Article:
Just as no one seismic migration algorithm would be the ideal choice in all cases, no one optimization algorithm can possibly be efficient or even successful in all cases of interest. If all our problems involved objective functions that were quadratic, with analytic derivatives, then life would be simple. But in practice we know that many of the problems we face in geophysics are vastly more complicated than this. What's worse, often the function we are attempting to optimize is not available analytically, and is only known in the form of a computer code that evaluates this function point by point. What makes some problems hard and some easy is not always clear.
Figure 1: An overview of objective functions. A: unimodal. B: essentially unimodal but with parasitic local extrema. C: fundamentally multimodal, small number of local extrema. D: significant null-space effects. E: fundamentally multimodal, huge number of local extrema. F: lacking any useful structure, brute force probably required. To aid in the visualization, all the function examples shown are are functions of only two dimensions. In practice, we are faced with functions of hundreds or thousands of unknowns.
For now, let us focus on the unconstrained optimization of functions defined on dimensional Euclidean spaces. It is clear that geometry plays a key role in determining the difficulty of a problem. Can we follow the gradient up-hill or down-hill to our target or will we be trapped in local extrema? Are these local extrema important in that they represent significant features in the model or are they irrelevant roadblocks on our way to the global extremum?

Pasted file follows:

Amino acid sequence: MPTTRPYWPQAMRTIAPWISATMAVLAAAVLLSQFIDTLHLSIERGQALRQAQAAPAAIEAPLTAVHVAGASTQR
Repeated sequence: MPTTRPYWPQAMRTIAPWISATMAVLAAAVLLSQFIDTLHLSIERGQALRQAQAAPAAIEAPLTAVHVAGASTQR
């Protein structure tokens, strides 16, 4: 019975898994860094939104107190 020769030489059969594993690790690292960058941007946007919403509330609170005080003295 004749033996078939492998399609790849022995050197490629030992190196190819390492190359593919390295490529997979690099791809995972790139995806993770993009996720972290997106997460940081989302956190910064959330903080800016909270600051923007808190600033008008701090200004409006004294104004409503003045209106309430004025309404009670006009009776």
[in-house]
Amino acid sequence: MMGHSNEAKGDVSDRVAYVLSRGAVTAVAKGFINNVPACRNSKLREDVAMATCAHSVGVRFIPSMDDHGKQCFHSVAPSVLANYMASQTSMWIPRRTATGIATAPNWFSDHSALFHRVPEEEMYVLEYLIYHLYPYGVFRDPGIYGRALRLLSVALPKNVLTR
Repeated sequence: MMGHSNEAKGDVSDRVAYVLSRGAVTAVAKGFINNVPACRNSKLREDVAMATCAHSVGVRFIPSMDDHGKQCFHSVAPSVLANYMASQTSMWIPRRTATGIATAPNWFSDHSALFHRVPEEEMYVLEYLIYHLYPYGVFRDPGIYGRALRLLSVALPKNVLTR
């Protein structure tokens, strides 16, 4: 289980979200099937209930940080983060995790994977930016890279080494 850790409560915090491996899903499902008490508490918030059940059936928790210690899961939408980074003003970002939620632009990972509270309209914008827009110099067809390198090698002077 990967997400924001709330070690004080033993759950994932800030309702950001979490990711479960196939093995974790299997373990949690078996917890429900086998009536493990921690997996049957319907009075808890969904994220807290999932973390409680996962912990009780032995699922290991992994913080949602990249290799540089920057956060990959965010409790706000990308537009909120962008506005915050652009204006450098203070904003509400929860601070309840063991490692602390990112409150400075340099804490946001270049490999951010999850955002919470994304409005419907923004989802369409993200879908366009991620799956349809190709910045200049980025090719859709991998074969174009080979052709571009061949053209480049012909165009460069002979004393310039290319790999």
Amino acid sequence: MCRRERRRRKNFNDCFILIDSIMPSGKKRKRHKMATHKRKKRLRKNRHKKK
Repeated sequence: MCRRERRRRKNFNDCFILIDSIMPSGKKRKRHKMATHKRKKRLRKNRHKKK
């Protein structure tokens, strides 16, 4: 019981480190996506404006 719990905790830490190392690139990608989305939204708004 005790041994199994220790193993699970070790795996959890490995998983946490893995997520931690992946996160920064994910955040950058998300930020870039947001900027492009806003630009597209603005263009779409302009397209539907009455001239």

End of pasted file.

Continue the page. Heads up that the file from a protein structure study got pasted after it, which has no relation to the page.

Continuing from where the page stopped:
Figure 1 gives a simple overview of some of these geometrical issues. This list is not exhaustive, but illustrates some of the practical issues that arise in attempting to find the appropriate tool for a given problem. We have drawn the picture to emphasize maximization, but obviously there is no fundamental distinction between maximization and minimization. Let us look at each case individually.
This simple picture must be taken with a grain of salt when considering optimization problems with many unknowns. Much of our geometric intuition fails when confronted with high-dimensional spaces. For example, if you calculate the volumes of dimensional spheres of radius and and take their difference, you will quickly discover that as gets large, all the volume of an sphere becomes concentrated in a thin shell just inside the radius . So if one is thinking of sampling points within the domain of a function of, let's say, 1000 unknowns, then just how to do so efficiently is not obvious. In fact, this is one of the fundamental limitations of Monte Carlo methods which, almost by definition, must sample the space of possible models globally.